Dozens Dead in Taiwan Train Crash Caused by Crane on Track: Police

At least 48 people have been killed and more than 150 others injured in a train crash in eastern Taiwan, which police believe was caused by a construction vehicle rolling into the path of a train entering a tunnel.

The train was carrying some 490 people when it derailed in the tunnel close to the eastern city of Hualien. The train is believed to have hit a crane truck that slid onto the track while working on a nearby hillside, according to the Central News Agency. The collision derailed the train, causing some carriages to hit the wall of the tunnel at high speed.

Police are now questioning the driver of the crane truck, according to the CNA, as they investigate the incident. Meanwhile, rescue work is continuing inside the tunnel to search for survivors and evacuate the injured.

Sky News reported that between 80 and 100 people have been evacuated from the first four carriages of the train. But the remaining four carriages were "deformed" in the crash, making it difficult for firefighters to access them. There are thought to be another 70 people still to be rescued.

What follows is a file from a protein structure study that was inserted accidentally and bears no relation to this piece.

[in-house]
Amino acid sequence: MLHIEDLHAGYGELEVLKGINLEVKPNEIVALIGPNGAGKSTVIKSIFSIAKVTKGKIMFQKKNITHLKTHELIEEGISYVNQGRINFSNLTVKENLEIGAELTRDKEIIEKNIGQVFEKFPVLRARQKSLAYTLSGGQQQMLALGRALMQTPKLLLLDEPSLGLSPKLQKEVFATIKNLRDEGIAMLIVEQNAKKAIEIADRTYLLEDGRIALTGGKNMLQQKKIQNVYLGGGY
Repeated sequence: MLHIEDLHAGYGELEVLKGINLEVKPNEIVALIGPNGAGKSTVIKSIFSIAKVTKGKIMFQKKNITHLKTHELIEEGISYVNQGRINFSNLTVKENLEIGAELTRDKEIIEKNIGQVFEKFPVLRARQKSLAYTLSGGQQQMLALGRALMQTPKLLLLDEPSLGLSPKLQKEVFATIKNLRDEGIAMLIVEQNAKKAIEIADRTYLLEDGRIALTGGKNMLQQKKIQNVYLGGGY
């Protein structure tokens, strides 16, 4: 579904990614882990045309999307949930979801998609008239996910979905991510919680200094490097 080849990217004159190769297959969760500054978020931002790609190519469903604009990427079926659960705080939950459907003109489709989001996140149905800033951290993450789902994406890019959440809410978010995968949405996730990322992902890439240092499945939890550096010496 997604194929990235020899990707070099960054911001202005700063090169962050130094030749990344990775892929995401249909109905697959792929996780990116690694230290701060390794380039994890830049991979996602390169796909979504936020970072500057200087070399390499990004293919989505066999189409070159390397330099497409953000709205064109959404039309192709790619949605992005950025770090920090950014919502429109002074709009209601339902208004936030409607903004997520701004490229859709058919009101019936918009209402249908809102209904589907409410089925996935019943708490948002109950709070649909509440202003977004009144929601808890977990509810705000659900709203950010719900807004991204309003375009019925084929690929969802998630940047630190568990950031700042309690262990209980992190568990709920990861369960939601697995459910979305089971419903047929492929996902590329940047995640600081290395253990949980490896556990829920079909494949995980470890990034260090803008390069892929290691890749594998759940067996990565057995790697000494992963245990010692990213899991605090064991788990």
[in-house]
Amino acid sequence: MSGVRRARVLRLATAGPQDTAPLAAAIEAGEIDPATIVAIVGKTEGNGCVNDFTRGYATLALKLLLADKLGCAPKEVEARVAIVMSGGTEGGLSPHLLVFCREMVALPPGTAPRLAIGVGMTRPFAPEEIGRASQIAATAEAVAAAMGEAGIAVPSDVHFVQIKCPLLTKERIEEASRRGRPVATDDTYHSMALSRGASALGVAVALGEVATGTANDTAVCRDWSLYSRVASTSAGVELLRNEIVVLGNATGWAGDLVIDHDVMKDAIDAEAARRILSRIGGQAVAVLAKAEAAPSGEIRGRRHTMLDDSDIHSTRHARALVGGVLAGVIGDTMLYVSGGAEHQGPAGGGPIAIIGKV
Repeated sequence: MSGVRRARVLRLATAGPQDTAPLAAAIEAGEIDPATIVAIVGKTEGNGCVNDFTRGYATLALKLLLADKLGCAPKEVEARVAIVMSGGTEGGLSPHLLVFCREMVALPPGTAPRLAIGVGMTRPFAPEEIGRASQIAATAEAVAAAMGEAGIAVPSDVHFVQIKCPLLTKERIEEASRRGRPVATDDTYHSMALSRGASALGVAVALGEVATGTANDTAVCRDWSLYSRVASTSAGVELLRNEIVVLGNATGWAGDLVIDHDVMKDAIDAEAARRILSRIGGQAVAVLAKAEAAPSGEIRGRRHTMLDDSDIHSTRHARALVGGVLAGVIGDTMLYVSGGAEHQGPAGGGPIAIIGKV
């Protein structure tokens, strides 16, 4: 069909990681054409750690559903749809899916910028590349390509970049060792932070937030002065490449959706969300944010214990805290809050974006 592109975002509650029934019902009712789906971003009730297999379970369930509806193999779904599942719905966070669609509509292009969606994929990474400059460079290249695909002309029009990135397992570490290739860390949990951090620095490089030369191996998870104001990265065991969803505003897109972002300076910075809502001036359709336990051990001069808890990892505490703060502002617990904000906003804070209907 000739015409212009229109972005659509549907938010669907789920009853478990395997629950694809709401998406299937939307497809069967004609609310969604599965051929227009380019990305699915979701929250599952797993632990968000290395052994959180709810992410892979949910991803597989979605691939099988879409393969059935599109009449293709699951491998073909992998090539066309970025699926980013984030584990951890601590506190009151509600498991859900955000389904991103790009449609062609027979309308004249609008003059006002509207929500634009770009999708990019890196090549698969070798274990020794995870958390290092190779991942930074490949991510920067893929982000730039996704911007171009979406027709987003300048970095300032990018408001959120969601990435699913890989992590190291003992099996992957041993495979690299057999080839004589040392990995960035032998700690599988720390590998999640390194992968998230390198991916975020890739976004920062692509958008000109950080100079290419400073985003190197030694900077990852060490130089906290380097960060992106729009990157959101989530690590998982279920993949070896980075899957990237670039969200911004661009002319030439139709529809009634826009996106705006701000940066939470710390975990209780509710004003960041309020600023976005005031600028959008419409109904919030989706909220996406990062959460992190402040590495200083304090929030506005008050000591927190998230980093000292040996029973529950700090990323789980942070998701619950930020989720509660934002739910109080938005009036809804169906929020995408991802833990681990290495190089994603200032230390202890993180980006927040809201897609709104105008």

CNA reported that the crane driver, surnamed Lee, was being question by local police. Police department commissioner Tsai Ting-hsien told the agency that the vehicle was parked on a road close to the a hillside construction site, which sits above the southbound track where the accident occurred.

It is believed that the vehicle's emergency brake was not engaged when parked, allowing it to slide down the hillside into the path of the Taroko Express train, which was travelling from Taipei to Taitung.

Many holiday makers are believed to be among the victims, as the crash occurred at around 9 a.m. local time on the first day of the four-day Qingming Tomb Sweeping Festival weekend. The BBC reported that many people may have been standing when the crash occurred, given how busy the service was.

It is not yet known if any American nationals or residents were involved in the crash. The American Institute in Taiwan—the American government's de facto representative body in Taiwan—said on Facebook that it "sends its deepest condolences to the victims, families, and communities impacted by today's tragic train derailment. We wish the people of Taiwan peace and comfort during this difficult time."

Taiwan President Tsai Ing-wen visited the crash site on Friday afternoon. She told reporters: "We will continue to do everything we can to ensure their safety in the wake of this heartbreaking incident."

Responders at site of Taiwan train crash
This photo shows rescue workers at the site where a train derailed inside a tunnel in the mountains of Hualien, eastern Taiwan on April 2, 2021. SAM YEH/AFP via Getty Images